‘Abdallah Darwish, a 22-year-old student from Beit Lahiya, arrived at the protest area at around 3:00 in the afternoon on 30 March 2018. About two hours later, Darwish was shot in the right leg and taken to the Indonesian Hospital located near Jabalya R.C., where he underwent leg surgery and was fitted with platinum implants. In a testimony he gave B’Tselem field researcher Olfat al-Kurd on 19 April 2018, he said:
After I came out of the OR, the doctors told my father I was in very serious condition and that I needed a referral for treatment abroad. We received approval for treatment at al-Istishari Hospital in Ramallah from the Palestinian Authority. Because I had bad circulation in the leg and a blood clot in the artery, the doctors asked to expedite processing, otherwise they would have to do an angioplasty on the leg artery. Because Israel would not let me cross, the doctors performed the angioplasty on 21 April 2018. Before the surgery, to be prepared for the worst, my father signed a consent for an amputation from the knee. Thank God, the surgery was a success and circulation came back. On Saturday, 21 April 2018, they’ll transfer me to a-Shifaa Hospital in Gaza for a tissue transplant in the leg. Now I need a referral for treatment abroad for orthopedic and neurological issues with the leg. I’m going to need a few more operations because there is ruptured tissue.
Even though the protests were peaceful, the soldiers, who were in no danger, used massive fire against us. My leg injury was very dangerous. My life was in danger. Despite this, the Israeli side wouldn’t let me access treatment in the West Bank.
North of Khuza'ah, 13 April 2018:
On 13 April 2018, at around 1:00 P.M., Ahmad ‘Afaneh, a 30-year-old married father of three from Khan Yunis, arrived at the protest area north of the town of Khuza'ah. A few hours later, at around 5:00 P.M., ‘Afaneh was shot in the right leg and taken to the European Hospital south of Khan Yunis. In a testimony he gave B’Tselem field researcher Olfat al-Kurd on 30 April 2018, he said:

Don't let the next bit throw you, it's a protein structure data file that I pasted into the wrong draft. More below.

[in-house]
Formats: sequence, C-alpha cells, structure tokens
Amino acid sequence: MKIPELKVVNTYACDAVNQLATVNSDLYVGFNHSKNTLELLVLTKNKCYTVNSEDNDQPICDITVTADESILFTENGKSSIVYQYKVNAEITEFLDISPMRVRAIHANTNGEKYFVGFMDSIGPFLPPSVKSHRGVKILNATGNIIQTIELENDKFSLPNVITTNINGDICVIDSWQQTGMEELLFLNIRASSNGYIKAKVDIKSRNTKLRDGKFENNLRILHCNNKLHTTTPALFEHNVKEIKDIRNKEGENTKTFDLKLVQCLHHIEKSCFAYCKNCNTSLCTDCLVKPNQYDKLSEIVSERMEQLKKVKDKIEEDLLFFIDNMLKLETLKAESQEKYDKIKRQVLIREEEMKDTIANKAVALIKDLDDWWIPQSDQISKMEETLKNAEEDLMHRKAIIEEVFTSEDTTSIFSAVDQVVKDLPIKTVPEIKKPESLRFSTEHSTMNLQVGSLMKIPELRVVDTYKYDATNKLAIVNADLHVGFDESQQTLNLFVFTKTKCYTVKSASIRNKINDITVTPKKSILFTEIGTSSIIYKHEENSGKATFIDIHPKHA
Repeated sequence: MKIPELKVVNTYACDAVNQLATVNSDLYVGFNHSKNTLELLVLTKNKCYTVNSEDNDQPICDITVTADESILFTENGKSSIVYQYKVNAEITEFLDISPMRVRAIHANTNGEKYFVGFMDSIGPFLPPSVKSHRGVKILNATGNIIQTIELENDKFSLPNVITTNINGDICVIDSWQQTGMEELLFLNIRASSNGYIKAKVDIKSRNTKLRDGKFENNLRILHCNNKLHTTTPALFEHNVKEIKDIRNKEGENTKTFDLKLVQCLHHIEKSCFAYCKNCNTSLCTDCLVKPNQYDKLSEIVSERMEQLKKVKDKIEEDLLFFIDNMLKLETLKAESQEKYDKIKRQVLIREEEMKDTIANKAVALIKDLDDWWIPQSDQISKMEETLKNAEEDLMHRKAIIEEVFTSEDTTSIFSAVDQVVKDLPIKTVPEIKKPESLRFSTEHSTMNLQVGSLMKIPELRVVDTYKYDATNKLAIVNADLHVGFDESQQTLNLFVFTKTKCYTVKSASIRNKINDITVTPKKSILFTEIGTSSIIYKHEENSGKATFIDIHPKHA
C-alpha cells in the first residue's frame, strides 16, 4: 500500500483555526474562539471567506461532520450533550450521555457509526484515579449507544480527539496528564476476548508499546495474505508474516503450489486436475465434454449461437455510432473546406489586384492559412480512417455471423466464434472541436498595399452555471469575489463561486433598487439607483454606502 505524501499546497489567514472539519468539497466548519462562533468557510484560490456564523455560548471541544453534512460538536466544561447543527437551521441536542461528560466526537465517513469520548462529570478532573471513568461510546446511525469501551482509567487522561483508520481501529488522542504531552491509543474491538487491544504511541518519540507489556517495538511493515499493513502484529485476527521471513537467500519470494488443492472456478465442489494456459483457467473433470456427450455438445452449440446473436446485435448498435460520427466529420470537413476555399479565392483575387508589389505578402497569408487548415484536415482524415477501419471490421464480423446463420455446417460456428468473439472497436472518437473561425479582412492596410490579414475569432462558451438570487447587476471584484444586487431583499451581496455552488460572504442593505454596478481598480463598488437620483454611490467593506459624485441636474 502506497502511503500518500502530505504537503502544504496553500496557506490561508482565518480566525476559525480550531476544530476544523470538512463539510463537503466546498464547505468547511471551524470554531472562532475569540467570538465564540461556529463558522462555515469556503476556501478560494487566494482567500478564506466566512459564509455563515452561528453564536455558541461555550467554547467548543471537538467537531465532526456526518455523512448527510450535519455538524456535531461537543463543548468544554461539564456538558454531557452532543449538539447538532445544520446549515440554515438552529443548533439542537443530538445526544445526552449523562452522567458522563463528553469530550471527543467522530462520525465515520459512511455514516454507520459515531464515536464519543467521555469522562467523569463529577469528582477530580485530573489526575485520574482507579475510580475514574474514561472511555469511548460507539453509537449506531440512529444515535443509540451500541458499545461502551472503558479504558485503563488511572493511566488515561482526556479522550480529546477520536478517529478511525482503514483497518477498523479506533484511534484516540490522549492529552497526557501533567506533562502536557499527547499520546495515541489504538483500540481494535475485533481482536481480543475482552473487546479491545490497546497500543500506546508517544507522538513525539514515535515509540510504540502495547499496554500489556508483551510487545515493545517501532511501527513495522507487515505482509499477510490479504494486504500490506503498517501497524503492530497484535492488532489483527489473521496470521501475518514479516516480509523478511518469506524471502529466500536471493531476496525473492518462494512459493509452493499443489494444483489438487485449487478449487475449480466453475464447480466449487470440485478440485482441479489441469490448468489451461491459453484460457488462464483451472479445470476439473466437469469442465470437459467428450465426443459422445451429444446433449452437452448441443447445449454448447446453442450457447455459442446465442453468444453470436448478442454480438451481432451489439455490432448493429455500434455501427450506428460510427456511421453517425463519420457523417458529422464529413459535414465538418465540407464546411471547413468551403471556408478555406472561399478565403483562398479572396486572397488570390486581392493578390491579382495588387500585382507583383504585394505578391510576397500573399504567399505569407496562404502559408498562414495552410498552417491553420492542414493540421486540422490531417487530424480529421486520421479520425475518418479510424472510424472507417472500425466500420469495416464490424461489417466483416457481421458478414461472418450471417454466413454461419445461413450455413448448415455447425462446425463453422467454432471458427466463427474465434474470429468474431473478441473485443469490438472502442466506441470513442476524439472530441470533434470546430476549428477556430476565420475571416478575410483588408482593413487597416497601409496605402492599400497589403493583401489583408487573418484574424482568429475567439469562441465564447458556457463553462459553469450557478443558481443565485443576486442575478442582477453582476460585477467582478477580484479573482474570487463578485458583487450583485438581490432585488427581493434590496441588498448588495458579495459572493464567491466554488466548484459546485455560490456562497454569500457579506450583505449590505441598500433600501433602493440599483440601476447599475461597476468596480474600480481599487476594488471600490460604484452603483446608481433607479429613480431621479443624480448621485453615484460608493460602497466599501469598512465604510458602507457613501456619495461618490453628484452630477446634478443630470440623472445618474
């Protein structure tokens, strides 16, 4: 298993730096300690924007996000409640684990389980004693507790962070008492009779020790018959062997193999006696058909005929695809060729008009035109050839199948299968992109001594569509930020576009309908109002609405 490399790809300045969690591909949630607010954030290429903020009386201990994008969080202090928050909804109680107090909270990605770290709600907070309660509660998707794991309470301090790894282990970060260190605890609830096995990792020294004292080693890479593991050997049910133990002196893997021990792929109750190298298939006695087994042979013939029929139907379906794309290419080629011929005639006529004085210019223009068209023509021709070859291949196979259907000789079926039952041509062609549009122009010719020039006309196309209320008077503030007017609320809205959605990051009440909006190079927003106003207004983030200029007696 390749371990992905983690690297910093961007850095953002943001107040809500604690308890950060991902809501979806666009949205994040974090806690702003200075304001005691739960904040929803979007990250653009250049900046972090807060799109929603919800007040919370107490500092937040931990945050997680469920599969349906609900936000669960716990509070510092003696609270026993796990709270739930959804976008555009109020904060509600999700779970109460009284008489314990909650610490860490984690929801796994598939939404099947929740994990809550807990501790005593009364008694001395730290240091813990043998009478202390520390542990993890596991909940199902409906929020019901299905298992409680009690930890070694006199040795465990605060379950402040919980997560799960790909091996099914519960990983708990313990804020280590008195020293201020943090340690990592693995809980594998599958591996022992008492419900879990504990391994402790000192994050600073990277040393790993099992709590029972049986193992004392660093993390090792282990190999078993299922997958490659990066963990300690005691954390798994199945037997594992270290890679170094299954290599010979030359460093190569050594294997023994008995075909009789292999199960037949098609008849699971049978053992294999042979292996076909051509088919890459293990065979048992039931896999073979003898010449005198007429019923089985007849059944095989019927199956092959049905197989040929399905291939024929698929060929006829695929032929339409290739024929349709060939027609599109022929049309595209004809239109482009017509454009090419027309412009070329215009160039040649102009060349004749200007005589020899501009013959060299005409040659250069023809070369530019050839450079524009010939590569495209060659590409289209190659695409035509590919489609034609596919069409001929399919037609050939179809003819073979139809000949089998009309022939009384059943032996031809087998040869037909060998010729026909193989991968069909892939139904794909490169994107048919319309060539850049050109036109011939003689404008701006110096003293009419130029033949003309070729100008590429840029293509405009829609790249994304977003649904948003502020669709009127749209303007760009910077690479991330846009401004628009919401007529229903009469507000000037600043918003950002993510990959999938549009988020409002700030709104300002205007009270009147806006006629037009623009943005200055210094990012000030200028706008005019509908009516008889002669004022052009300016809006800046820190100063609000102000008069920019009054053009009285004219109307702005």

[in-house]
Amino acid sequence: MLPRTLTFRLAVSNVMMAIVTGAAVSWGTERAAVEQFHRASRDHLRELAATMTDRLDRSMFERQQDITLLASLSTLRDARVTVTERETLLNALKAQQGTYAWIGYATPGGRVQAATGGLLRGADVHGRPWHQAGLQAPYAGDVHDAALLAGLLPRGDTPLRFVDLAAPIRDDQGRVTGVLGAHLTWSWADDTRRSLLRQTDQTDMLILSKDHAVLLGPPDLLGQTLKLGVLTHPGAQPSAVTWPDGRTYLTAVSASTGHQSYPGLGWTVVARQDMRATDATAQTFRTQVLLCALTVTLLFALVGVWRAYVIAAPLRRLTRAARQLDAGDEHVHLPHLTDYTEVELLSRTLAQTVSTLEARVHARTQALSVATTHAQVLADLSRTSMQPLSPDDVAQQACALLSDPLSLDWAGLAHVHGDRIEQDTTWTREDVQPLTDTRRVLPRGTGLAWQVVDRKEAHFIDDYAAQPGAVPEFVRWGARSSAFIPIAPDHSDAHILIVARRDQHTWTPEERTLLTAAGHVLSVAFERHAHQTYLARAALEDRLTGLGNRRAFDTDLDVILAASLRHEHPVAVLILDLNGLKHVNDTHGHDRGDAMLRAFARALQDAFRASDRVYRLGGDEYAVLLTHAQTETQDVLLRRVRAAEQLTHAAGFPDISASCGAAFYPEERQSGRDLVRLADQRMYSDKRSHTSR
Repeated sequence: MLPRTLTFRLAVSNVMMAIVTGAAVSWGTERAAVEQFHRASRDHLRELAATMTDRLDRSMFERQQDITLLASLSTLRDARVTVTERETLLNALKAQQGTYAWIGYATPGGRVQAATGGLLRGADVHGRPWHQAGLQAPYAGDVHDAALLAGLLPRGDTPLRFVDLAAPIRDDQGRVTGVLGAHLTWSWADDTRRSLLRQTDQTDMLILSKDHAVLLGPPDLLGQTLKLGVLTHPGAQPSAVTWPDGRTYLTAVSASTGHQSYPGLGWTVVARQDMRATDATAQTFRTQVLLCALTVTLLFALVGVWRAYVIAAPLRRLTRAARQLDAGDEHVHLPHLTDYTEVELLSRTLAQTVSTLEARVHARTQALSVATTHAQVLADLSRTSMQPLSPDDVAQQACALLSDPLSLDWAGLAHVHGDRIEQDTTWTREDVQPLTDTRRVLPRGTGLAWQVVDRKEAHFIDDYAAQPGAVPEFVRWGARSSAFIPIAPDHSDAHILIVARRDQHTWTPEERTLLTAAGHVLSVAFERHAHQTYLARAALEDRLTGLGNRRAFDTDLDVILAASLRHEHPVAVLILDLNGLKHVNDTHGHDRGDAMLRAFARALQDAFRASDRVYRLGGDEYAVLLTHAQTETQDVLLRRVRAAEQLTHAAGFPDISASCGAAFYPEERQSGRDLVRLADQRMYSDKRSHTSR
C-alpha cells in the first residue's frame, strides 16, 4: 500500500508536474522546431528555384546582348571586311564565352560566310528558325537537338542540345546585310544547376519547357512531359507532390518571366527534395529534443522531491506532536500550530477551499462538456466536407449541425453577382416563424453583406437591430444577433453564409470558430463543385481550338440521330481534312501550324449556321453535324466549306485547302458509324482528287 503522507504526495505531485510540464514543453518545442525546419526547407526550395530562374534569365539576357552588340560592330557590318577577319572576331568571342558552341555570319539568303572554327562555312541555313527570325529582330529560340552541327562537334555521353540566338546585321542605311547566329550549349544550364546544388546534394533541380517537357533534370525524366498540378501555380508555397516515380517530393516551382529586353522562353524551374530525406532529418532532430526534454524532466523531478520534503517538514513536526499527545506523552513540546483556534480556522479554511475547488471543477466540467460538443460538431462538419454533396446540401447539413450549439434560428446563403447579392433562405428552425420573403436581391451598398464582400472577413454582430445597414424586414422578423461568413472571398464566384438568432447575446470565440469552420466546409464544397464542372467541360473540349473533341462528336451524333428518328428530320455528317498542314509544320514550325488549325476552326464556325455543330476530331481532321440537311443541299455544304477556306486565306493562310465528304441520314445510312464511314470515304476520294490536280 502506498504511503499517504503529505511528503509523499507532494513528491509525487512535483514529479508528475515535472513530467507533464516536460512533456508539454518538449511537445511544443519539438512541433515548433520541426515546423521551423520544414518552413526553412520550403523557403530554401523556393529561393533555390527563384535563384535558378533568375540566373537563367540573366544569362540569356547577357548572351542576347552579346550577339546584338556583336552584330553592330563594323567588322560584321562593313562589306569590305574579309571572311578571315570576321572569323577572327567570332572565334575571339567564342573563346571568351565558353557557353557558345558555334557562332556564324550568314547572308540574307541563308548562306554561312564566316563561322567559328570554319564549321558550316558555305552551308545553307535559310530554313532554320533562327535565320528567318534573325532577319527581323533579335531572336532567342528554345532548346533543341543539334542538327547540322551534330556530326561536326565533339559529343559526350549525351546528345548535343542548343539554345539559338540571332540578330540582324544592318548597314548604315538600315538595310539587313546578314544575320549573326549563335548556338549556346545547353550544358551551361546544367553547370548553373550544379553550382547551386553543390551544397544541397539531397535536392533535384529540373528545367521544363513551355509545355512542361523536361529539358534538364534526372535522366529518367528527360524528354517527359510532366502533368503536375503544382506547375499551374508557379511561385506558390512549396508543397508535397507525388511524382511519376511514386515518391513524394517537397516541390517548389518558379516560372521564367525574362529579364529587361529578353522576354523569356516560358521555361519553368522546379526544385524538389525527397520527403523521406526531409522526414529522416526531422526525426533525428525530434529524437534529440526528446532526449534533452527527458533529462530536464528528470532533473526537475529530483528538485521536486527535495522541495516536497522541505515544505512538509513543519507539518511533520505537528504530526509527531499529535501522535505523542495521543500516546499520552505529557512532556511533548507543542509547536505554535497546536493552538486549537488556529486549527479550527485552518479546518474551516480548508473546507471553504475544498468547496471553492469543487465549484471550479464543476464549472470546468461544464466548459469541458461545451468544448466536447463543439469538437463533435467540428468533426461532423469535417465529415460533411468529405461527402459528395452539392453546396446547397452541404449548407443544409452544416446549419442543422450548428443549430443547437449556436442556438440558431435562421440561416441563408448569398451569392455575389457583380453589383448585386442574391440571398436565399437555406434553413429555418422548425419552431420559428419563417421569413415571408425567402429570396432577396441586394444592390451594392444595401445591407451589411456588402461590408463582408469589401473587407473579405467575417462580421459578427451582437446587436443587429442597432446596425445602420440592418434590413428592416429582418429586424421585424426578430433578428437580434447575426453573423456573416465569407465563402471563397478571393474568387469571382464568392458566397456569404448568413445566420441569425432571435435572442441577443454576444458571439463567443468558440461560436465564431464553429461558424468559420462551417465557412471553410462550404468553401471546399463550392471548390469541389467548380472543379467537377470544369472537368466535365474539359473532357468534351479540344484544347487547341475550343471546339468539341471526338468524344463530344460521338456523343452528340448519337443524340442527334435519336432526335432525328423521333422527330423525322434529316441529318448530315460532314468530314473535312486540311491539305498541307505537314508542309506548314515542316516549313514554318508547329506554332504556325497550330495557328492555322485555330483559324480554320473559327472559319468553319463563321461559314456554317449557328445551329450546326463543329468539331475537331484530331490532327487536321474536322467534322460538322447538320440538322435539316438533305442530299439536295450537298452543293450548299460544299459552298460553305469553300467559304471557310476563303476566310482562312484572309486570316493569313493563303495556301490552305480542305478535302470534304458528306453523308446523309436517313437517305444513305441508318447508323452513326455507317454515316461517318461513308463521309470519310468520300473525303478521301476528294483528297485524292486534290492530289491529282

The doctors told me they were taking me into the OR because my injury was severe. I heard one doctor tell another “amputation”. That was the last thing I heard. Then they injected me with the anesthetic and took me into the OR. I stayed in there for about six hours. When I came to, I found myself in the surgical ward. I started saying: “My leg, my leg”, because I thought I’d lost it, but it turned out they didn’t end up amputating it during surgery.
An hour after the surgery, the leg started hemorrhaging and they took me back into the OR. After they stopped the bleeding, they took me to the ICU because I was in serious condition and my hemoglobin level was down. Two days later, I was transferred from the ICU back to the surgical ward. I had more operations on my leg. They put in a platinum implant and closed a ruptured vein. After that, they cleaned the wound every day. I lost sensation in my leg. For ten days, they cleaned the wound and gave me pain killers.
On 23 April 2018, in the afternoon, I felt something warm underneath me. I lifted the blanket and saw the leg was bleeding hard. I was taken to the OR, where they found out the vein that had been closed had ruptured again, which was what caused the bleeding. They stopped it, but at that point, the doctors lost all hope and told me the leg would have to be amputated because they were worried about the impact on the rest of my body. Even though I knew from the start that amputation was a possibility, my parents and I refused to believe it and adamantly objected. But when things got really bad, I agreed, also because of the excruciating pain which didn’t stop the entire time I was in the hospital.
The doctors amputated my right leg the next day. I went into the OR at ten o’clock in the morning and came out at noon. When I came out, my doctors told me my medical condition was good. My family took the amputated part of the leg for burial.
I’m still at the European Hospital. My wound gets cleaned every other day. It has to close, to heal, and then I can have plastic surgery on the leg.
I’m very frustrated and find it hard to cope with losing my leg, but that’s my fate. I hope I’ll recover soon, and get a prosthetic leg so I can walk again and have a normal life.